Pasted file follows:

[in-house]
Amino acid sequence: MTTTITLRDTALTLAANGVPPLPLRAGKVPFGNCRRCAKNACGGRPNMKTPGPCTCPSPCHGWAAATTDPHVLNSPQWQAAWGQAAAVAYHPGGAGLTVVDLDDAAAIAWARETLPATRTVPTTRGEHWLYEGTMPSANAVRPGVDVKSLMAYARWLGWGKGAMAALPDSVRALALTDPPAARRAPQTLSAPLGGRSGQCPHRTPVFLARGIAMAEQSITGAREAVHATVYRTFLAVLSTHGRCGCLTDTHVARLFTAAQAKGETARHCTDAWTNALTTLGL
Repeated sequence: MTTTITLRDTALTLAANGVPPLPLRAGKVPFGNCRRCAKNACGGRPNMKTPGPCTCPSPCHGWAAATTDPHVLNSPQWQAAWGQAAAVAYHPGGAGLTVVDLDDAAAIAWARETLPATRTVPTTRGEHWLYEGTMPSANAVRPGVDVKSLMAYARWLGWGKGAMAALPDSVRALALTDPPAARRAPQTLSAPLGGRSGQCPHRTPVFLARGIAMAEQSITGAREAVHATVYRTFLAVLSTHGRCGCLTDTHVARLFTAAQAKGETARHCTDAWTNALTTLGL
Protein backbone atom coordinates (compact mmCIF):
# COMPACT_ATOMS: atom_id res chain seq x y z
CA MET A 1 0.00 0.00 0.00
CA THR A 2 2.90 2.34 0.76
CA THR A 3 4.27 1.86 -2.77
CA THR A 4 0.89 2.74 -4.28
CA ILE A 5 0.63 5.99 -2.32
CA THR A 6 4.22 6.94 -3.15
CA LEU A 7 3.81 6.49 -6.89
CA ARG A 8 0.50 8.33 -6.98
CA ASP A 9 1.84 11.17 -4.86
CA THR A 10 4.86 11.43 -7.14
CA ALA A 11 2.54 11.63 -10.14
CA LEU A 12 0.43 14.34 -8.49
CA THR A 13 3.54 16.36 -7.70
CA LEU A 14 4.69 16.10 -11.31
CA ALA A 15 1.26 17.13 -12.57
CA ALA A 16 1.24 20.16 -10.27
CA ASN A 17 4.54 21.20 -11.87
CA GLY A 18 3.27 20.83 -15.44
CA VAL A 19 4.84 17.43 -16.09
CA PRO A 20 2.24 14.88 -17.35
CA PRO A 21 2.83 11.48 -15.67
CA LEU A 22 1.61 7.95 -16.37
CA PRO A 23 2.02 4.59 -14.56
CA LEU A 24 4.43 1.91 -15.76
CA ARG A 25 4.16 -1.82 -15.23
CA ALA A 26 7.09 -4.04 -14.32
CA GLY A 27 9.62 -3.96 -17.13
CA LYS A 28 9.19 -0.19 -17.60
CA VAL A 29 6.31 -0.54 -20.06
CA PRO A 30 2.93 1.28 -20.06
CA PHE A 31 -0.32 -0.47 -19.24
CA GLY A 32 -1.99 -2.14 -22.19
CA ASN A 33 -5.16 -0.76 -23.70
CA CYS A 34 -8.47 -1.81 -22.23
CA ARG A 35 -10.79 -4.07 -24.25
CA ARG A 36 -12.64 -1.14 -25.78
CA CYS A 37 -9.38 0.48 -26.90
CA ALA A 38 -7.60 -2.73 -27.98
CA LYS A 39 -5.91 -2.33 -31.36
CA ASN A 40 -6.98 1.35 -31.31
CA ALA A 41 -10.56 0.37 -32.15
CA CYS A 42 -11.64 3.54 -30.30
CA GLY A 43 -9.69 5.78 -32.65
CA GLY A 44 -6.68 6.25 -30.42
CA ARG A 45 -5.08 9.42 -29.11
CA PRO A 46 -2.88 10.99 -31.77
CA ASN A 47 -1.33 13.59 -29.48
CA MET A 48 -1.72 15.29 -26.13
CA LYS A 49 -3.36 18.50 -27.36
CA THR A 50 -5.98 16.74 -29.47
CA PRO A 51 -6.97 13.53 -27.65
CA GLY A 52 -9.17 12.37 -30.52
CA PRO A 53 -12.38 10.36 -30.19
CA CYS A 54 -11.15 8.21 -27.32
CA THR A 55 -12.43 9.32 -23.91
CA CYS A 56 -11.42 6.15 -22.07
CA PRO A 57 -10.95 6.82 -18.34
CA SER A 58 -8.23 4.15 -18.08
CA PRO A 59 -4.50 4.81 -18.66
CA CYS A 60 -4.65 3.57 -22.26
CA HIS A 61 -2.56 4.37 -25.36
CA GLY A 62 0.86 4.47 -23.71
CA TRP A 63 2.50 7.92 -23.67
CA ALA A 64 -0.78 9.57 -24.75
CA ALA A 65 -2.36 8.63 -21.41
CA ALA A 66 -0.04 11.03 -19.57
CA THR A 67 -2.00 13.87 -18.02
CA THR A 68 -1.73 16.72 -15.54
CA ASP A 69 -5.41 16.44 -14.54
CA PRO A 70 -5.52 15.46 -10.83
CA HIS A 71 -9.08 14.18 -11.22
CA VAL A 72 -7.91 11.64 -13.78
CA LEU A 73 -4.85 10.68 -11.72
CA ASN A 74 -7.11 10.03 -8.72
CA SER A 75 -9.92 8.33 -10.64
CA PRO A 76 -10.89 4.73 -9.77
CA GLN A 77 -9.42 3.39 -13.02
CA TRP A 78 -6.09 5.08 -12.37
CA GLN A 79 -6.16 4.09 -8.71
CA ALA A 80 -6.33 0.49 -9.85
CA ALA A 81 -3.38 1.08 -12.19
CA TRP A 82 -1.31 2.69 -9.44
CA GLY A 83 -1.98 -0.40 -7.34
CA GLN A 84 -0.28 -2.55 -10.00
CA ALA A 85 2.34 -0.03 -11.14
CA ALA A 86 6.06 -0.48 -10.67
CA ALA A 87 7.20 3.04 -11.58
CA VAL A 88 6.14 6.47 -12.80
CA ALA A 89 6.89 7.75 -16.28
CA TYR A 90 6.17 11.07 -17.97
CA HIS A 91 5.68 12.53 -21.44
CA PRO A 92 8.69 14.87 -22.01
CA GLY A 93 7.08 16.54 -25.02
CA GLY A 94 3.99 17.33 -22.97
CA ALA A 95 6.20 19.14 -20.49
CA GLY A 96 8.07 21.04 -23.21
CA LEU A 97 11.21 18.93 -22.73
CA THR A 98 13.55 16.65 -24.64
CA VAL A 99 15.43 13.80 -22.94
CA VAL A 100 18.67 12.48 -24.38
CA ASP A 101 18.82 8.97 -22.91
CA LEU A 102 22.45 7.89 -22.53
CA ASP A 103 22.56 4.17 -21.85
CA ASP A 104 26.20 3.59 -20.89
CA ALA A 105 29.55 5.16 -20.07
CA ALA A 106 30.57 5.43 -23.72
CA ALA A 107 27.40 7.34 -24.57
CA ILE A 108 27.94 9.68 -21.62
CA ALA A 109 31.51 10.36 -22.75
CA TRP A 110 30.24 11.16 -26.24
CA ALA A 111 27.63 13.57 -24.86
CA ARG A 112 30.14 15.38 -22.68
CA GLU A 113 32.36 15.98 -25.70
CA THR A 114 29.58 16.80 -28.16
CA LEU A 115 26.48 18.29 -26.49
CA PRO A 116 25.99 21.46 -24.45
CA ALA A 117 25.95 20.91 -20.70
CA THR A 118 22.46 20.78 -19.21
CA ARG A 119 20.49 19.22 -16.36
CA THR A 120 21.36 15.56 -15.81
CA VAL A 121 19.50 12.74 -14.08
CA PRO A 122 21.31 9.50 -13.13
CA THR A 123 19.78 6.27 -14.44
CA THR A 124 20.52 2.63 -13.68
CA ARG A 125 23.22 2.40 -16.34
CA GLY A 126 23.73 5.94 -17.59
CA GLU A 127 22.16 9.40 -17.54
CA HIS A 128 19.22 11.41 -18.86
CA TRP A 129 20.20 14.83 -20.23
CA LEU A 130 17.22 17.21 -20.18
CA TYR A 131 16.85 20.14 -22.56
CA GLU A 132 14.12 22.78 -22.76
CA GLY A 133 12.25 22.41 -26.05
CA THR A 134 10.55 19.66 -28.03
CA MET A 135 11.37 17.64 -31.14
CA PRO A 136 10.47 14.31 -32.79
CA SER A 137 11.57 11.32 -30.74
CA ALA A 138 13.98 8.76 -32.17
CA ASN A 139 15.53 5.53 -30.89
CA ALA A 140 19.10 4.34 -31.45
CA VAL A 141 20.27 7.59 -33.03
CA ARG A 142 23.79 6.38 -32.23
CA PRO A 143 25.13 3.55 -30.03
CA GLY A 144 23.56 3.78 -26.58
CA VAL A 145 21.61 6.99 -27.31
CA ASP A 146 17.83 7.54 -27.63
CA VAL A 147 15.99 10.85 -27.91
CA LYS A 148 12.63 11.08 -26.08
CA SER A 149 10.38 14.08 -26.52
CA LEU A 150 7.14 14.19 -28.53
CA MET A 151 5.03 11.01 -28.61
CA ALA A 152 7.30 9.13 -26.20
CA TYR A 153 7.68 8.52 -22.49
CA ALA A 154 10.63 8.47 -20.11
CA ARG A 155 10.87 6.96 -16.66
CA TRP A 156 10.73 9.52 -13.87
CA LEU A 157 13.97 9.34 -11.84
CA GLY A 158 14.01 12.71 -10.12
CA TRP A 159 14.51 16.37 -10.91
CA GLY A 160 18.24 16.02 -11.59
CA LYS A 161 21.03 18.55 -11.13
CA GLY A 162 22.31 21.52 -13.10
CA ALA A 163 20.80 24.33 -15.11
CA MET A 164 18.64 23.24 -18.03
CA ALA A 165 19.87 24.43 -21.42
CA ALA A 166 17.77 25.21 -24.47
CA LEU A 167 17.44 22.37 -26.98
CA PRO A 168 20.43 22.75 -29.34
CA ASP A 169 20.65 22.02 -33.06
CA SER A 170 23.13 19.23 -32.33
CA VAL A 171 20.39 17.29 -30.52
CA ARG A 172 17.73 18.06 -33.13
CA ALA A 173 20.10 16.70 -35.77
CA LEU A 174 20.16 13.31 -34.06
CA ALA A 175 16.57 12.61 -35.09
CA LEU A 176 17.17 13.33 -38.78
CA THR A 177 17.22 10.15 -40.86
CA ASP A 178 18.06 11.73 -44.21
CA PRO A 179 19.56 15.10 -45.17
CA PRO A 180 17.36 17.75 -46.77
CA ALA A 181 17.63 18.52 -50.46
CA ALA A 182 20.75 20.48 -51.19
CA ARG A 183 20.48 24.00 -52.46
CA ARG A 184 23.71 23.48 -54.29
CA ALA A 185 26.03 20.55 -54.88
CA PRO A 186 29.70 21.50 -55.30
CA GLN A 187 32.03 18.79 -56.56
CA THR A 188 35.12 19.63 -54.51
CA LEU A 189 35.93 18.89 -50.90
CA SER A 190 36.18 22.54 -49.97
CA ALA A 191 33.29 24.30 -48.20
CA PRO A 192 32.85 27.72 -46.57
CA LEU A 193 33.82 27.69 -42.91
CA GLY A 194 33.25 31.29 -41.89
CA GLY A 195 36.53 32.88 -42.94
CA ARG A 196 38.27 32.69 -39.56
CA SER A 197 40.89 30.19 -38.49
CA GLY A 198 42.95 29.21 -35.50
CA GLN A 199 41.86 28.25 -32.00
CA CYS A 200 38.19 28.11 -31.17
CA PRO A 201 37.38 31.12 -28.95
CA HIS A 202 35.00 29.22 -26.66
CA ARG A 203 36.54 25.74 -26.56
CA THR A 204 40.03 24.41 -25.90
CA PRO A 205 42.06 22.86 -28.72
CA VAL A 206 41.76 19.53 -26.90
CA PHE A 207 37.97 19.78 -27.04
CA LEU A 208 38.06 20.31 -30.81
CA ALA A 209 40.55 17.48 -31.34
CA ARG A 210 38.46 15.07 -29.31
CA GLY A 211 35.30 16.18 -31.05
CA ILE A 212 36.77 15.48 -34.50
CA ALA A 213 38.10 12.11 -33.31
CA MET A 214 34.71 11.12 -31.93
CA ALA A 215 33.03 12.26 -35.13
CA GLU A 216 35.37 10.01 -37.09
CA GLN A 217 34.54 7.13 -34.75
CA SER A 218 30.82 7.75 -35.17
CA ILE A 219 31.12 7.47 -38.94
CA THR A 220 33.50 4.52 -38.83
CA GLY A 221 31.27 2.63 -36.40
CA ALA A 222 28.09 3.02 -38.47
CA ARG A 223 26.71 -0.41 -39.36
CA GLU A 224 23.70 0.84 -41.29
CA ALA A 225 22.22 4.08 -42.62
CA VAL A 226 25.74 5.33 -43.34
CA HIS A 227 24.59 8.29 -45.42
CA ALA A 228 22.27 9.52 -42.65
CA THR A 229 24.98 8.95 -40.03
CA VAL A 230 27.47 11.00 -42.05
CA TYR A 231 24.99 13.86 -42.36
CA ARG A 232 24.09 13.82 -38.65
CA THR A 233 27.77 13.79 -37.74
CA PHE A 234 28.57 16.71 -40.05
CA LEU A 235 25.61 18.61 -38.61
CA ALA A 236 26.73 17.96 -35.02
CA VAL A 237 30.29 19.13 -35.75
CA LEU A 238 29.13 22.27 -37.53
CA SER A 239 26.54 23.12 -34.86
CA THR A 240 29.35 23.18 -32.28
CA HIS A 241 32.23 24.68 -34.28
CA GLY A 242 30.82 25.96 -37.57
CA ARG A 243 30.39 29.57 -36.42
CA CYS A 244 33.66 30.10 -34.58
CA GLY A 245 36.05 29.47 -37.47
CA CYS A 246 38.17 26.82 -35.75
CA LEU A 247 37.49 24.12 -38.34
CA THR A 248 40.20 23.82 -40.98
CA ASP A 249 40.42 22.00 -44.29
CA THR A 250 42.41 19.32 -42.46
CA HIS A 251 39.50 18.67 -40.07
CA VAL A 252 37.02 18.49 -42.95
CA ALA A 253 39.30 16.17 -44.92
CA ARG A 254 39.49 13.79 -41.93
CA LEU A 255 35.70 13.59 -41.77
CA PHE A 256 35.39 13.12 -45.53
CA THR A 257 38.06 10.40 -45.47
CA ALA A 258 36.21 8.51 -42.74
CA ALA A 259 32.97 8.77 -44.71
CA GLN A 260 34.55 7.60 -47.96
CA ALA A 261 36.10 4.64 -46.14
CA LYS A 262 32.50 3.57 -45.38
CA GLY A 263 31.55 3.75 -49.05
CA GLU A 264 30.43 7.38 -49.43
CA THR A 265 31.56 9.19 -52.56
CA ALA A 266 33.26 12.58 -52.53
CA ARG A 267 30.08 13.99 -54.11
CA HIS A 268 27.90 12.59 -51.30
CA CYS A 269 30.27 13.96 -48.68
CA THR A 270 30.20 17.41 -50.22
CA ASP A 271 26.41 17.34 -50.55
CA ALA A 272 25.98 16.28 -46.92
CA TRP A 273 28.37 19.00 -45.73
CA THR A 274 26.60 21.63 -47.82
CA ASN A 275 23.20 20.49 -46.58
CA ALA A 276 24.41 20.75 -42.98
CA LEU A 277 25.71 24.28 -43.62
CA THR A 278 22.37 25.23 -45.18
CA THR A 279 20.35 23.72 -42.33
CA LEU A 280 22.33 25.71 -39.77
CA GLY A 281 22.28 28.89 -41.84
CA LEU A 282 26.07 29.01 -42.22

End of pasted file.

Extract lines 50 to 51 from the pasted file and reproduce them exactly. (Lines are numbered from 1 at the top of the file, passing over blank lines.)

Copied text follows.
CA ARG A 45 -5.08 9.42 -29.11
CA PRO A 46 -2.88 10.99 -31.77